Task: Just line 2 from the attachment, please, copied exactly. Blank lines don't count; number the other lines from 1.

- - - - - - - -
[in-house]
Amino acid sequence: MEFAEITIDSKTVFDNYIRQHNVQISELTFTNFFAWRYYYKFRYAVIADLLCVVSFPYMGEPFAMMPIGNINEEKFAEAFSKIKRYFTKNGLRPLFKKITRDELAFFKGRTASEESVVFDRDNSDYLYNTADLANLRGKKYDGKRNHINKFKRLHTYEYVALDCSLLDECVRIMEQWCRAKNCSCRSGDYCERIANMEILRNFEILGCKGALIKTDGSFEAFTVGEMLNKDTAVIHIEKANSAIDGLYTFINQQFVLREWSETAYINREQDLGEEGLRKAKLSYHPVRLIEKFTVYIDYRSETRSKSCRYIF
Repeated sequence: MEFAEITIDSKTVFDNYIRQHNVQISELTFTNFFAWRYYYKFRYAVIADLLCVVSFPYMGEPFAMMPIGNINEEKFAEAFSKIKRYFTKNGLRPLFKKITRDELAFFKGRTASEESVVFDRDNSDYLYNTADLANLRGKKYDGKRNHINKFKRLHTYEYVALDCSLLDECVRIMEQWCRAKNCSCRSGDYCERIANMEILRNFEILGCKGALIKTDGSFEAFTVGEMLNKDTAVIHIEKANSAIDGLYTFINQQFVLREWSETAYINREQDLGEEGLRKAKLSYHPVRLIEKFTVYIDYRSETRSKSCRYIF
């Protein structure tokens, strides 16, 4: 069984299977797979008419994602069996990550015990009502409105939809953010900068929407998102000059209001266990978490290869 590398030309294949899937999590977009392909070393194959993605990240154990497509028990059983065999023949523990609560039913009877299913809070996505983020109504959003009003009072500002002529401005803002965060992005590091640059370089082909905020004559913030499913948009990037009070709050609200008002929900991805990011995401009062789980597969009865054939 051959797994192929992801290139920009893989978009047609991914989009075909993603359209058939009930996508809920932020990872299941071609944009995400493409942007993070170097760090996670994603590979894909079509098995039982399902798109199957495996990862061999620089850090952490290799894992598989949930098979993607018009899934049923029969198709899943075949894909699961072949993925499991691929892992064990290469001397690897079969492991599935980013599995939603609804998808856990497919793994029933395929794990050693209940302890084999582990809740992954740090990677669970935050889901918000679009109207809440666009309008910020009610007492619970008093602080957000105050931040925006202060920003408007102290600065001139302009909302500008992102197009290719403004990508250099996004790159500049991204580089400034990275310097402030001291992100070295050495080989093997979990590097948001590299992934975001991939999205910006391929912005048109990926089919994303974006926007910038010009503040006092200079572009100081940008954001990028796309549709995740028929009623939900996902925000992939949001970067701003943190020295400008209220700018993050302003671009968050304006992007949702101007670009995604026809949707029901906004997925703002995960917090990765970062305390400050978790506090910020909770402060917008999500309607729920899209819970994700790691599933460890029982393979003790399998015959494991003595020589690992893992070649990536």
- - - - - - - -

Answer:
Amino acid sequence: MEFAEITIDSKTVFDNYIRQHNVQISELTFTNFFAWRYYYKFRYAVIADLLCVVSFPYMGEPFAMMPIGNINEEKFAEAFSKIKRYFTKNGLRPLFKKITRDELAFFKGRTASEESVVFDRDNSDYLYNTADLANLRGKKYDGKRNHINKFKRLHTYEYVALDCSLLDECVRIMEQWCRAKNCSCRSGDYCERIANMEILRNFEILGCKGALIKTDGSFEAFTVGEMLNKDTAVIHIEKANSAIDGLYTFINQQFVLREWSETAYINREQDLGEEGLRKAKLSYHPVRLIEKFTVYIDYRSETRSKSCRYIF